Positive Budget-Fiscal stimulus, Social Protection and COVID-19
The Private Sector Organisation of Jamaica (PSOJ) is satisfied with the inclusive thrust of 2020/2021 budget presented by the Hon. Dr. Nigel Clarke and are comfortable that it should positively enhance the business climate and increase confidence in very uncertain times exacerbated by the local presence of COVID-19.
We acknowledge the Government of Jamaica’s (GoJ) targeted strategies to the business community to stimulate economic activity by reducing GCT, the distortionary asset tax and offering a tax credit offered to Micro and Small businesses.
The GCT reduction should lead to increased purchasing power of the average Jamaican while the expenditures targeting social protection for the aged, working poor and vulnerable is welcomed.
The continued build out of the National Security infrastructure along with the investments in public transportation and garbage disposal should enhance the quality of services of the average citizen.
We also welcome the measures being implemented to strengthen and formalize the MSME sector. This segment the PSOJ believes are critical to Jamaica’s sustainable growth.
Fiscally Responsible & Fiscally Sustainable-Continued Debt Reduction
As Jamaica’s debt to GDP reduction remains on track, it is projected to close the year at just above 90%. As part of the Economic Reform Programme, Minister Clarke reinforced the importance of the continued divestment of Government of Jamaica (GoJ) assets as a key area of focus in reducing overall public debt. The Minister noted that along with the planned divestment of its shares in Jamaica Public Service (JPS) and the Jamaica Mortgage Bank (JMB), the GoJ plans to use cash and reserves that are already within public sector agencies to pay down over J$70B of debt in the upcoming fiscal year. This would aid in taking the debt-to-GDP down to a projected 84% in March 2021 and 60% in 2025/26, in line with Jamaica’s fiscal rules.
Reduction in Primary Surplus to 5.4%
The current and projected divestments have given the GoJ the fiscal space to reduce the Primary surplus target from 6.5% to 5.4%. The added fiscal space has created the room for the following fiscal options which should provide stimulus to the economy and protection to the most vulnerable when Jamaica needs it most with the great global uncertainty due to COVID-19.
• GCT Reduction- A reduction in the standard GCT from 16.5% to 15%. This reduction is will increase the purchasing power of Jamaicans. The measure is likely to have a positive social impact on Jamaica’s most vulnerable. This tax measure equates to a Tax give back of $14b.
• Social Protection for the Aged and Working Poor- J$1B is to be spent to fund a social pension, targeted to cover the poor and vulnerable section of the elderly population who are not in receipt of PATH, NIS or a Private Pension. This is expected to impact an estimated 30,000 elderly Jamaicans.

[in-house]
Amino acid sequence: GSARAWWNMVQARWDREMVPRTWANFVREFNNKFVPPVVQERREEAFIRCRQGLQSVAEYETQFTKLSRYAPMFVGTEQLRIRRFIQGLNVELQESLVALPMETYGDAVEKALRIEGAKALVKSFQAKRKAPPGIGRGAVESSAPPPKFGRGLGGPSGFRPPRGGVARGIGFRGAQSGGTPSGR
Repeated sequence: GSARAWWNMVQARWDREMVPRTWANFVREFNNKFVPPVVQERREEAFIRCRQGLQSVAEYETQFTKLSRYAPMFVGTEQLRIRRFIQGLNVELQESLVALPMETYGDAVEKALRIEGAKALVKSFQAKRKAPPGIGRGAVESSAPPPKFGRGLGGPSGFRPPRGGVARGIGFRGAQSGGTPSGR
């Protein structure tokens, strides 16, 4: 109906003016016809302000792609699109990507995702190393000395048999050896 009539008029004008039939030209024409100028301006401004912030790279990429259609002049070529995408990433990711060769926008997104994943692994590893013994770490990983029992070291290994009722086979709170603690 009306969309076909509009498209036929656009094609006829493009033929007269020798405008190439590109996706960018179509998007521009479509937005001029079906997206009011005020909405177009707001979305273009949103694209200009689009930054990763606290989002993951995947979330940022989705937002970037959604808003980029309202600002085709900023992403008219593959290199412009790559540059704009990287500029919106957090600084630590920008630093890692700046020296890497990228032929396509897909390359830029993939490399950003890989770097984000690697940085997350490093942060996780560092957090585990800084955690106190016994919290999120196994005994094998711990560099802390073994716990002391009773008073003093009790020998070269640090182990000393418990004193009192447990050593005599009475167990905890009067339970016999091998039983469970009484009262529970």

Asset Tax Reduction
• Reduction of Asset Tax by 50%- This measure aims to reduce the asset tax on financial institutions by 50% to 0.125%. This is a welcomed reduction in a distortionary tax which aims to encourage financial institutions to lower the cost of their services. This tax measure equates to a Tax give back of $3b.
MSME Tax Credit
• Micro Small and Medium Enterprise-There will be a new income tax credit for companies with annual sales/revenues of J$500M or less. Companies within this revenue range are typically referred to as MSMEs. The Tax Credit will be for $375,000.00. This is expected to create different sources of incentives for all stakeholders. Firstly, MSMEs will now be more likely to register their business and thus it enhances formality in the sector. It will also provide a much needed incubator for businesses making less than approximately J$1.5M in profits before taxes as this income can now be used to reinvest and grow further. Finally, as more MSMEs become formalized and are allowed more space and support to grow, future taxes for those that do grow are likely to be higher.
• COVID-19- Response and Contingency $2b for immediate response has been approved by Cabinet in the current fiscal year and a $7b contingency has been put in place which will have to be drawn down on the presentation of Supplemental budgets.
The measures highlighted are very balanced as it provides fiscal stimulus and protection across the board. The measures are also fiscally sustainable as they do not require any further borrowing for funding, consequently, Jamaica’s debt-to-GDP ratio is expected to fall a further 600bps to 84% by the end of fiscal year 2020/21.
The risks that we see are the uncertainty of the slowdown in the global and domestic economy. The GoJ has reduced growth projections for the next fiscal year and over the medium term in response to the uncertainty. Tax Revenues will be at risk and this has been taken into account with the fairly conservative tax revenue growth targets.
However, though the COVID-19 risks still loom the Budget is in our estimation a constructive response bearing in mind the impending downturn globally and locally.
The PSOJ looks forward to the contribution of the Opposition Spokesperson on Finance Mr. Mark Golding as he assesses the Finance Ministers budget presentation and welcome any constructive recommendations that may be more impactful on the quality of life of all Jamaicans.